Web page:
A Website analytics tool, originally implemented by Internet service provider iiNet to gauge customer reaction to changes to its online applications, has delivered an unexpected bonus by allowing the company’s technical staff to detect and monitor hacking attempts in real time.
iiNet’s implementation of the Splunk real-time intelligence tool was originally designed to provide “marketing metrics to determine how the user experience is going,” iiNet development manager Mark McDonald told attendees at this week’s SplunkLive! Conference in Melbourne.
In the past, Web metrics had been collated using data from Omniture, whose suite forms part of the hosted Adobe Marketing Cloud. However, limitations on the use of the data drove McDonald to look for a deeper-level tool for analytics to support the work done by his ten-strong development team in maintaining iiNet’s Toolbox customer portal.
“We wanted to know how many people were hitting the site, whether they were buying things, and whether changing the colour of a button would sell more widgets,” he explained. “The Adobe metrics is good data, but it doesn’t address the effect of what’s happening inside, and doesn’t really help you look at what the cause of the problem is.”
Splunk provided that, allowing the team to track visitors’ experiences across all of its sites. Statistics on page loads, new visitors, traffic sources, and more are grouped into real-time dashboards providing great visibility for the platform, and performance monitoring of its servers.
This allowed developers to post an updated feature, then measure its effect on overall site performance, and quickly tweak again to see the effect. It also supported iiNet’s move to introduce a measure of customer ‘happiness’ – icons of a smiley face, sad face and indifferent face added to iiNet pages and used to ask customers how they are feeling.
“We’ve gotten a heap of data out of that, and it’s great to be able to see which things about the site they’re struggling with or enjoying the most.”
Yet as Splunk became tightly embedded with the team’s development processes, it became clear that it could be used for proactive monitoring of hacking attempts on iiNet’s customer-facing sites.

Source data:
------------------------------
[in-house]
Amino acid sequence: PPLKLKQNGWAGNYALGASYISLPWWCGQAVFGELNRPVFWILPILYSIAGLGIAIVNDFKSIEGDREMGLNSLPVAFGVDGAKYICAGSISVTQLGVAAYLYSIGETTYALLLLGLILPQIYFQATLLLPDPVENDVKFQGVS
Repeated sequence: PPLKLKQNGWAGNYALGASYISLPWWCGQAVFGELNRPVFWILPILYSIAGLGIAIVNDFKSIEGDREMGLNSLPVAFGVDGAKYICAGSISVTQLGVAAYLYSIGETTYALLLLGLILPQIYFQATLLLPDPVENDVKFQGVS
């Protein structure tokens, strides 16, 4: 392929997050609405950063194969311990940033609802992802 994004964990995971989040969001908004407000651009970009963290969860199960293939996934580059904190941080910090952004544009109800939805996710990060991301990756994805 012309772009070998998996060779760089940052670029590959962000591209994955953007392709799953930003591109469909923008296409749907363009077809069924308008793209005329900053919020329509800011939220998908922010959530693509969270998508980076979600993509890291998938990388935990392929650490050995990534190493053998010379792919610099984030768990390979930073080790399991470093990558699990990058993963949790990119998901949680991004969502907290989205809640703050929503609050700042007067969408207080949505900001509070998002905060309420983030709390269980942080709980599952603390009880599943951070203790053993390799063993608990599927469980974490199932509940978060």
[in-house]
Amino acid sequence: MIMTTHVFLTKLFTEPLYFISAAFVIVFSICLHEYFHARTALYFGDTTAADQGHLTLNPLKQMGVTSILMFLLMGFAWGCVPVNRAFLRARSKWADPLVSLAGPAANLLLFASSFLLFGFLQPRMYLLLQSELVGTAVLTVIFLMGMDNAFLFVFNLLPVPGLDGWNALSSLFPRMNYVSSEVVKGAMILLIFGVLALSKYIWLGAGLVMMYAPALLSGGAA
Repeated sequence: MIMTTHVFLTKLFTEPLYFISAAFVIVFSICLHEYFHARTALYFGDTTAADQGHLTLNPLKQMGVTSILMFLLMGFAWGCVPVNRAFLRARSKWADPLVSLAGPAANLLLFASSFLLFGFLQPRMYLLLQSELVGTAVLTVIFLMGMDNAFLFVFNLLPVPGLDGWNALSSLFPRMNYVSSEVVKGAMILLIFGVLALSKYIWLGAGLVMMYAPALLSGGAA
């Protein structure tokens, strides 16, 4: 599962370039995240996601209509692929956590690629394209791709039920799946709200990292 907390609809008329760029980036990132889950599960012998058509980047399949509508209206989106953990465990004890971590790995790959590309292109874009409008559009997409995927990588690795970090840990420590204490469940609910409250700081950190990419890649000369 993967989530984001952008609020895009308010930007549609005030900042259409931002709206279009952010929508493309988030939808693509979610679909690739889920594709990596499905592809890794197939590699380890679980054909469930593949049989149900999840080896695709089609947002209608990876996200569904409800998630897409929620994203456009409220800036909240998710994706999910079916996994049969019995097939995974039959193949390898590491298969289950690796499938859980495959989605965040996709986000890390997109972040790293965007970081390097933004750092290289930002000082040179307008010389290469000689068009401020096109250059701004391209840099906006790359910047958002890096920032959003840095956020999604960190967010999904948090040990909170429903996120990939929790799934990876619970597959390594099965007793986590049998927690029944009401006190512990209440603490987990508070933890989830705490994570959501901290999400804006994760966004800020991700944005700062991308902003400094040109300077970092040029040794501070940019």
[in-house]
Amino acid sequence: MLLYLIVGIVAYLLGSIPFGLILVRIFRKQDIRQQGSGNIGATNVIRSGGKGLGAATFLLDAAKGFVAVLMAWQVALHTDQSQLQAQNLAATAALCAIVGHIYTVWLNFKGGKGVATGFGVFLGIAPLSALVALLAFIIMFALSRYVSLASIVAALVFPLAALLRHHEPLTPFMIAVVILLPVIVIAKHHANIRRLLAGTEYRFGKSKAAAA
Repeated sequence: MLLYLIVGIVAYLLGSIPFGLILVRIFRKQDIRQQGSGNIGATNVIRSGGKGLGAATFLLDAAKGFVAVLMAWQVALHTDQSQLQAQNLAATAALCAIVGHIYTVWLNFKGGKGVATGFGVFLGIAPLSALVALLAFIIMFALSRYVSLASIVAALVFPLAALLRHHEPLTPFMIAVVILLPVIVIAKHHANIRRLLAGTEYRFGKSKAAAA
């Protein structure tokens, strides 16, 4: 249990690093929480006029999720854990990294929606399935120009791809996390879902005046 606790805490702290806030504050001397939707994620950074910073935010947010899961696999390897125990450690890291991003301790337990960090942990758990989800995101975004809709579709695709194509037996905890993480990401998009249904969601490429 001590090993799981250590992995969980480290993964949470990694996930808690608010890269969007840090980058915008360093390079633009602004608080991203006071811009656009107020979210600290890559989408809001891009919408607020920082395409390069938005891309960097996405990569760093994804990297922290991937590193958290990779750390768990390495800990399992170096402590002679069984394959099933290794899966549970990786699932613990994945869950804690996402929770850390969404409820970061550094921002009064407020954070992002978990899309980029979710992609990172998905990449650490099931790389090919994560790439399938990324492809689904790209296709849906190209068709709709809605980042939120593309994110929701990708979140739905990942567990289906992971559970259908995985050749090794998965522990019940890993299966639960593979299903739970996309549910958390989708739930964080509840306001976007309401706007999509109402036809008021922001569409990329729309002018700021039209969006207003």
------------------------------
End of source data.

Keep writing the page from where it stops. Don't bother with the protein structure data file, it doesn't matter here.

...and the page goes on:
“We were having a bit of a search around through the logs and saw what looked like a suspicious query string in one of the Web server logs,” McDonald recalled. “It looked like someone was trying to do a remote file traversal exploit, so we had a look at what they were trying to do.”
Further digging into the data revealed that the site was being hit by someone trying a variety of approaches to compromise the site, including SQL injections and other attacks. The iiNet team then used the real-time Splunk capabilities to watch the ongoing attempts to breach the site’s security.
“We were able to watch this guy trying to break into our site in real time,” he said, “just going through the different hack attempts. We got his IP address, send it through to our security team and told them to check it out because this guy wasn’t mucking around.”
As it turns out, the intruder wasn’t able to penetrate the site: the security team advised that iiNet had previously already run extensive pen testing as part of its PCI DSS compliance work. However, having learned firsthand that its tools could be used for security as well as user-experience testing, the team built out additional reports that it uses to monitor security-related statistics.
For example, “in a matter of minutes we were able to whip up a real-time map dashboard showing where all of the international logins were coming from,” McDonald said, “and people accessing Toolbox who weren’t our customers.”
“We only sell products within Australia, to Australian households – but we found over seven days that we had all of these international logins within this window, which was insane. We did not expect that to happen at all, and we had no idea there were that many people trying to get to our Toolbox internationally. That was a pretty cool insight to find.”